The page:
As for the ladies, much has been made of the representation of women in his art. His depictions, generally hyper-sexualized, fall somewhere between intergalactic, ghetto mutants, erotic sirens, and those of Mother Earth who is often times ravaged, but always with a fit body, pert bosoms, and a generous backside. “Electric Spanking of War Babies” hit a raw nerve. The phallic space ship transporting a naked siren strapped down in the main shaft with what appears to be metal clamps gripping her bottom was deemed too controversial and Bell was forced to censor it. The controversy, Bell says, was a direct reaction to the furore stirred years earlier by the Rolling Stones advertising billboard for their record “Black and Blue”. It showed model Anita Russell looking “sexy”, bruised and bound with legs spread wide open alongside the text: “I’m ‘Black and Blue’ from the Rolling Stones – and I Love It.” Outraged, American feminist group Women Against Violence Against Women set in motion protest and boycott campaigns to pressure big labels to stop the use of images that glorify and sexualize violence against women in marketing stunts. Bell says they “blackmailed Warner Bros., threatening to sue” unless the cover was censored. Bell, however, was not fazed: “It doesn’t matter ’cause it [the original version] was duplicated on the inside anyway.” He was paid to stay out in LA to work on multiple revisions. “Well, I got paid,” he laughs: “That was my best album as far as the money.”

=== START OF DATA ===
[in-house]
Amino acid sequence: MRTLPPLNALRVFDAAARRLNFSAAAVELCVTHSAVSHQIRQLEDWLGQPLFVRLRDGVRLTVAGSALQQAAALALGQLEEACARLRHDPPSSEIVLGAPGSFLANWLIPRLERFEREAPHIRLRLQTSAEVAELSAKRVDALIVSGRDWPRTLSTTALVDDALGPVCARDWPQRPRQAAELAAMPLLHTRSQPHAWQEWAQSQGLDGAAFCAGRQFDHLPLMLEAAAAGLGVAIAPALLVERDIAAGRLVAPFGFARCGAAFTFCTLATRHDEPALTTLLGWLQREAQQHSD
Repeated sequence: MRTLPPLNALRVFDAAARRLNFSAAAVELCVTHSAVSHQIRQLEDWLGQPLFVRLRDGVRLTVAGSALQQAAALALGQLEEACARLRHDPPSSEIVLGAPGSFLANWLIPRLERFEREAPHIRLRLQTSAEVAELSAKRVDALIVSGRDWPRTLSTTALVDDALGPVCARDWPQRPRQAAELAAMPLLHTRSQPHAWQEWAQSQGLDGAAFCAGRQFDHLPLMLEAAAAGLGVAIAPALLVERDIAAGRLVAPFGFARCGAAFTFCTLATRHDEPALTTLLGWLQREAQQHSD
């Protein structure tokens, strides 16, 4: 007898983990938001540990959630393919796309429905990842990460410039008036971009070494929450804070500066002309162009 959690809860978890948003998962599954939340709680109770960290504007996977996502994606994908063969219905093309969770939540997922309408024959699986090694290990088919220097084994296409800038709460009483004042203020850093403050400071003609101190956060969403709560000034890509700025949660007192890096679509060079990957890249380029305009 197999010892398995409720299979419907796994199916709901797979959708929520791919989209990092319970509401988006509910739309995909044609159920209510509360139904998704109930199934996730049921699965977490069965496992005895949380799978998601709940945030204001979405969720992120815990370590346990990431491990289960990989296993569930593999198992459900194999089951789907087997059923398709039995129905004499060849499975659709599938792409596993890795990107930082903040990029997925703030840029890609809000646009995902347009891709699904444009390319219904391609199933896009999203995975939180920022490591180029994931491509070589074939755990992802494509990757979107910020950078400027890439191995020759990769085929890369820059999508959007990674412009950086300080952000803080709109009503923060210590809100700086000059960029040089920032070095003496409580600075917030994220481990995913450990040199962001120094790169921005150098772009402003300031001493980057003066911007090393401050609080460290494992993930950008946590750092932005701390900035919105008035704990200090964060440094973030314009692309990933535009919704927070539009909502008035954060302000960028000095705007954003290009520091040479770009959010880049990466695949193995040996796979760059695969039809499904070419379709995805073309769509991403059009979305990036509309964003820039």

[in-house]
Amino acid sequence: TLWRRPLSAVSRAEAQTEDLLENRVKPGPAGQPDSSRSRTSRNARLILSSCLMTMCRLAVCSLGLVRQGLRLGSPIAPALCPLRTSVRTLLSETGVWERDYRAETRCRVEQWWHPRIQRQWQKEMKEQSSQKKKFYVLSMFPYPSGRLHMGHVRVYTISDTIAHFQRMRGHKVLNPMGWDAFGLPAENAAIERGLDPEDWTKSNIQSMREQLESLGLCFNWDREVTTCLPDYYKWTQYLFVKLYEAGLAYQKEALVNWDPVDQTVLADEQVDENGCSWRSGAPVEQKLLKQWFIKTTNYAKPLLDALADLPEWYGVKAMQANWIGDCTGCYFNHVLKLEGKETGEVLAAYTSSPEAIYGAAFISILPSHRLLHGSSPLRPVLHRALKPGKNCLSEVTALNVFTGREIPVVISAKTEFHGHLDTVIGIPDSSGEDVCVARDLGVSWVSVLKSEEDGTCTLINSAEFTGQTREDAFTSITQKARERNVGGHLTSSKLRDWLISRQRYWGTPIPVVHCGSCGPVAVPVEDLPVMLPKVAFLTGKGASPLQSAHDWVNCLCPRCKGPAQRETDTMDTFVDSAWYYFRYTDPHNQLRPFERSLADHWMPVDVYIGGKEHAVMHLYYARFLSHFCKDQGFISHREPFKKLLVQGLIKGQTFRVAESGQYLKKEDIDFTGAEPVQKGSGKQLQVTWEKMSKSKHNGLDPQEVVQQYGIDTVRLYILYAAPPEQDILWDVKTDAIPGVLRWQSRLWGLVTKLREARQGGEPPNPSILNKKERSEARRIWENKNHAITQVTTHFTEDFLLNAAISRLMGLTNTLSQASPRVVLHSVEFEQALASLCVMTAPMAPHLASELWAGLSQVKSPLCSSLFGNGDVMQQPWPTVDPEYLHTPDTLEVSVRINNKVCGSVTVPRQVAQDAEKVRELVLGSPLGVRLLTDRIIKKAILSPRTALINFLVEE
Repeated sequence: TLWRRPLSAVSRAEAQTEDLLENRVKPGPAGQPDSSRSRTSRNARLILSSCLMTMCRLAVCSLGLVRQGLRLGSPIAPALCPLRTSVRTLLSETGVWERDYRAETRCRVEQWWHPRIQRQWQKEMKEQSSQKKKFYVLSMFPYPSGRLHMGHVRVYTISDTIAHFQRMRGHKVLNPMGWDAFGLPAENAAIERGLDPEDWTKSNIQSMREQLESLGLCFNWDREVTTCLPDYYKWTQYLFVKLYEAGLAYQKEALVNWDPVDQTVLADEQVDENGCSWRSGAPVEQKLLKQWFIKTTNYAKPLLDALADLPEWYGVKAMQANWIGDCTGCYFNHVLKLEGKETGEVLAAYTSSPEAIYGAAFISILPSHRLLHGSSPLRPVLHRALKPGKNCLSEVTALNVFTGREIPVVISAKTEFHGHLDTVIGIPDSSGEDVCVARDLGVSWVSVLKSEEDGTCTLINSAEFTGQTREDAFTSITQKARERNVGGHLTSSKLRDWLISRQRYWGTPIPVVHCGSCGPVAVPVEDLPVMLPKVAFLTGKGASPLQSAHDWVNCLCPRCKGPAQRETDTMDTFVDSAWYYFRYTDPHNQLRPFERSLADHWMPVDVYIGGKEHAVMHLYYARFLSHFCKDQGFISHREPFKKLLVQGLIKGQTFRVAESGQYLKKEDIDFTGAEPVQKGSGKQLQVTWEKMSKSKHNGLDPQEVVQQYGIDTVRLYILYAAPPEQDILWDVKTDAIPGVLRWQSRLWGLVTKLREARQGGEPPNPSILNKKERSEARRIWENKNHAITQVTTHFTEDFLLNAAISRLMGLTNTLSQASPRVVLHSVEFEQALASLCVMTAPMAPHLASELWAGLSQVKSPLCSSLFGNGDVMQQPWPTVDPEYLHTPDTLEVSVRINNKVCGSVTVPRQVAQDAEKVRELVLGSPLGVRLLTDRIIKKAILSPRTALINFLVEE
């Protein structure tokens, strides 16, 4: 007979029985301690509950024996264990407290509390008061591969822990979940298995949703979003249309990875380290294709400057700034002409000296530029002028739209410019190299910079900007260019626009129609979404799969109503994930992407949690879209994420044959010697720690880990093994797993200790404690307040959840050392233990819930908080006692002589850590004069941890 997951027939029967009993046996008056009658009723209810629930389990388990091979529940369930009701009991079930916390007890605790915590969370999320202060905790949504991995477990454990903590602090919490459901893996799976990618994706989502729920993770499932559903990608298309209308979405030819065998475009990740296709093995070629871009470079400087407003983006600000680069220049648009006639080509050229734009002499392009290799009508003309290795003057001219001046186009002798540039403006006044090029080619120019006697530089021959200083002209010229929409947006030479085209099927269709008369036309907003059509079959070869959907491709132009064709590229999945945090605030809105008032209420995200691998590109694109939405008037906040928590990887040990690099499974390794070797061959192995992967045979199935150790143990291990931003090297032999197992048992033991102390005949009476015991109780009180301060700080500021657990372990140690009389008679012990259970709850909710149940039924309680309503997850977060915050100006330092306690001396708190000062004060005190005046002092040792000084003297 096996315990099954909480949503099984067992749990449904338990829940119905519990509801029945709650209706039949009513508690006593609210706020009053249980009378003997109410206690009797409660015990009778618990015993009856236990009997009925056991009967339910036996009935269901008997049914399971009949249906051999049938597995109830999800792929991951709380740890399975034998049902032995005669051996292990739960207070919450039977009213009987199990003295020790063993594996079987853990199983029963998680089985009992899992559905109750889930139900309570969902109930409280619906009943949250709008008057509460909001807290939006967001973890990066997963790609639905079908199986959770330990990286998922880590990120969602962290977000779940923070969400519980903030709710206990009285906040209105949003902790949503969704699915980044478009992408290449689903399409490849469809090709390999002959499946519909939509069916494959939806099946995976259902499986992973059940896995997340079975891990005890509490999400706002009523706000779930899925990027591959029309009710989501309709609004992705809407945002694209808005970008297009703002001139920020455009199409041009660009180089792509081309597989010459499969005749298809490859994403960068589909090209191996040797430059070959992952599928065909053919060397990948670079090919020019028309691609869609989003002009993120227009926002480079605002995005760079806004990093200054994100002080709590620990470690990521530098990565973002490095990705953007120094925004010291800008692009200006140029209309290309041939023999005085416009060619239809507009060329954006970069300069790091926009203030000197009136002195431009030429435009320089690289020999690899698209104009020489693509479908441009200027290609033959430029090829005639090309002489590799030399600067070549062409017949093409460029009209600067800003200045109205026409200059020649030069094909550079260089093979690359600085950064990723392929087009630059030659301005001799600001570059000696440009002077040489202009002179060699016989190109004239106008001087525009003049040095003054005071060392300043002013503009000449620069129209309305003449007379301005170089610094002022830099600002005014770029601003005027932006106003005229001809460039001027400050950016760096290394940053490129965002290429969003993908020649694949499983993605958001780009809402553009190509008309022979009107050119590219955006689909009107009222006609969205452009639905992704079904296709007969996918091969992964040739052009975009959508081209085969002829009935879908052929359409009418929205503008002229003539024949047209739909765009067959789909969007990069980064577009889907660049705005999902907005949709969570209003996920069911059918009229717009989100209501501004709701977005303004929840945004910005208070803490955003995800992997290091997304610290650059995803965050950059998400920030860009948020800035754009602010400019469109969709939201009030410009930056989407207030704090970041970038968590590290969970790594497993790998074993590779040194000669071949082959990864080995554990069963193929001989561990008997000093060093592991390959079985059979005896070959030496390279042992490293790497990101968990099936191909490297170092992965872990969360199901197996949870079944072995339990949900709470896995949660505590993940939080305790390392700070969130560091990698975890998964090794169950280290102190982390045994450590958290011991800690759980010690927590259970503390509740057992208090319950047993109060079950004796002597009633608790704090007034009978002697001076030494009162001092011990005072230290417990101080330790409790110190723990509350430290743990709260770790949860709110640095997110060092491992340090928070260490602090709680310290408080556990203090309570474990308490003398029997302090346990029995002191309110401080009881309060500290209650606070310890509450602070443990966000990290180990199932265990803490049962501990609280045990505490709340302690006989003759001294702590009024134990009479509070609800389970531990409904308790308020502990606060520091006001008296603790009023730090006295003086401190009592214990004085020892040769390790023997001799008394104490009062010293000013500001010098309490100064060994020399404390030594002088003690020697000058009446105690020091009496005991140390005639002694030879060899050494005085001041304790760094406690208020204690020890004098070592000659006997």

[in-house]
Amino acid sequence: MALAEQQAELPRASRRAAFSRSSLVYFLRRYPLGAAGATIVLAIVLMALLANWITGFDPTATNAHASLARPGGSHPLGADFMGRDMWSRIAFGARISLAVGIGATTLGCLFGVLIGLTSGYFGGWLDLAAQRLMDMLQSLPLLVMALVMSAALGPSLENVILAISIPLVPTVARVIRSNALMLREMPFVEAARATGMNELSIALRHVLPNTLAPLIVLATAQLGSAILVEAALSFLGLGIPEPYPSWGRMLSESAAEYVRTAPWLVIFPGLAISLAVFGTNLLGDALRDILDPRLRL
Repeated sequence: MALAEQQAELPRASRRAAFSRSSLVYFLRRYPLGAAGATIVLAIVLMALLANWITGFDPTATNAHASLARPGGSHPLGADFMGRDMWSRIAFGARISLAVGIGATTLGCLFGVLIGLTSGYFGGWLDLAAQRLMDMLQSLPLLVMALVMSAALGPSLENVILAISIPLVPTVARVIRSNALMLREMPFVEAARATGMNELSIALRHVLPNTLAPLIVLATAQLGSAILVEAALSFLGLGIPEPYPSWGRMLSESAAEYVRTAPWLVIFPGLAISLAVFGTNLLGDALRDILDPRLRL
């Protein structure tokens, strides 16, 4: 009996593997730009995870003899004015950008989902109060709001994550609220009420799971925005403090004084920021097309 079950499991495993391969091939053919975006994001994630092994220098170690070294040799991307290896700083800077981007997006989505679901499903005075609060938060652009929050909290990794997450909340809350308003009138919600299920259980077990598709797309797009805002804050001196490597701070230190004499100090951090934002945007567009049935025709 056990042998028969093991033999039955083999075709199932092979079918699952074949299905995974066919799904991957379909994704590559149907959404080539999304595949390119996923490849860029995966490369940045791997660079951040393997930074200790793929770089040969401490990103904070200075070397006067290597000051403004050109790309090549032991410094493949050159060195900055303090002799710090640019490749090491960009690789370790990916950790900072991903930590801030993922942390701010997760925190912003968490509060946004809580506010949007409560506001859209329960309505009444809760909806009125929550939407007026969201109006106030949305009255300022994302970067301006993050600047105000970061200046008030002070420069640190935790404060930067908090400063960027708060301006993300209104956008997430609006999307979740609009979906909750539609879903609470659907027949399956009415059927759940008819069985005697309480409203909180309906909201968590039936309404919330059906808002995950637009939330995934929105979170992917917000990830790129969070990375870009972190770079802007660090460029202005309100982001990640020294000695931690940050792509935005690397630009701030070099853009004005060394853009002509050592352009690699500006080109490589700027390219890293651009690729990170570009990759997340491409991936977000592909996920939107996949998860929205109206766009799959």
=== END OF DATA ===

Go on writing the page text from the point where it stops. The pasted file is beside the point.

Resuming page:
Unaware that “Cosmic Slop” and “Hardcore Jolies” had once been voted in the Rolling Stone magazine top 100 best album covers of all time (compiled by their writers back in 1991), he jokes that where he now lives, in assisted care, is “not prison but it may as well be”. Despite being legally blind and suffering from health issues, his mind is sharp and his humour is still next level. Drawing might be out of the question, but he says he can still direct, working together with trusted art co-conspirators Seitu Hayden, Tym Stevens and Stozo. There is talk of a book in the works to reveal the insights behind the covers and liner notes. When asked about the woman on the cover of “Cosmic Slop”, her animalesque face and Mother Earth reference, he answers with a hint of amusement: “It could have been…” He’s not giving away the game secrets just yet. Fans will have to wait for the book.
Words / Amber Grünhäuser
Art by Pedro Bell
Images courtesy of Pedro Bell, Seitu Hayden, Charly Records, Steven Koress Archives